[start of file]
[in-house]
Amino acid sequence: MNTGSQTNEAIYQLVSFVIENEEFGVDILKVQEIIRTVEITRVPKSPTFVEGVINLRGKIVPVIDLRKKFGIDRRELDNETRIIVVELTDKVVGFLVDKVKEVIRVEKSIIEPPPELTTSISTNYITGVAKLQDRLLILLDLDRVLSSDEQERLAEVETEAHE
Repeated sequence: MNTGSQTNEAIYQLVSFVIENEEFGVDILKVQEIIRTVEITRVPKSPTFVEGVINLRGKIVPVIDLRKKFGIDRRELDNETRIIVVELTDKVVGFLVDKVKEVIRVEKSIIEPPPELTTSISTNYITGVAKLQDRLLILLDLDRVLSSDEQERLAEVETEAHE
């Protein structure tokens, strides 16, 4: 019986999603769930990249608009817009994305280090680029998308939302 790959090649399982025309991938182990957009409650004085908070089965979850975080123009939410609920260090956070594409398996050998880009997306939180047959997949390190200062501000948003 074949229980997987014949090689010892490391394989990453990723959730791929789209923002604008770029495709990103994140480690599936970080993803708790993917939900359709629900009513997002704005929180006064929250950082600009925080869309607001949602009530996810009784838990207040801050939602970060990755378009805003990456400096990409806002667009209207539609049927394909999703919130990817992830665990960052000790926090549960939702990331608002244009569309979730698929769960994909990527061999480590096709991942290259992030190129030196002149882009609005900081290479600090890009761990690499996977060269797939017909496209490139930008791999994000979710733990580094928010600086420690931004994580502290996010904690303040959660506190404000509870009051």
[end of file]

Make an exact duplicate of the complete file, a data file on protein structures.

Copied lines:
[in-house]
Amino acid sequence: MNTGSQTNEAIYQLVSFVIENEEFGVDILKVQEIIRTVEITRVPKSPTFVEGVINLRGKIVPVIDLRKKFGIDRRELDNETRIIVVELTDKVVGFLVDKVKEVIRVEKSIIEPPPELTTSISTNYITGVAKLQDRLLILLDLDRVLSSDEQERLAEVETEAHE
Repeated sequence: MNTGSQTNEAIYQLVSFVIENEEFGVDILKVQEIIRTVEITRVPKSPTFVEGVINLRGKIVPVIDLRKKFGIDRRELDNETRIIVVELTDKVVGFLVDKVKEVIRVEKSIIEPPPELTTSISTNYITGVAKLQDRLLILLDLDRVLSSDEQERLAEVETEAHE
């Protein structure tokens, strides 16, 4: 019986999603769930990249608009817009994305280090680029998308939302 790959090649399982025309991938182990957009409650004085908070089965979850975080123009939410609920260090956070594409398996050998880009997306939180047959997949390190200062501000948003 074949229980997987014949090689010892490391394989990453990723959730791929789209923002604008770029495709990103994140480690599936970080993803708790993917939900359709629900009513997002704005929180006064929250950082600009925080869309607001949602009530996810009784838990207040801050939602970060990755378009805003990456400096990409806002667009209207539609049927394909999703919130990817992830665990960052000790926090549960939702990331608002244009569309979730698929769960994909990527061999480590096709991942290259992030190129030196002149882009609005900081290479600090890009761990690499996977060269797939017909496209490139930008791999994000979710733990580094928010600086420690931004994580502290996010904690303040959660506190404000509870009051």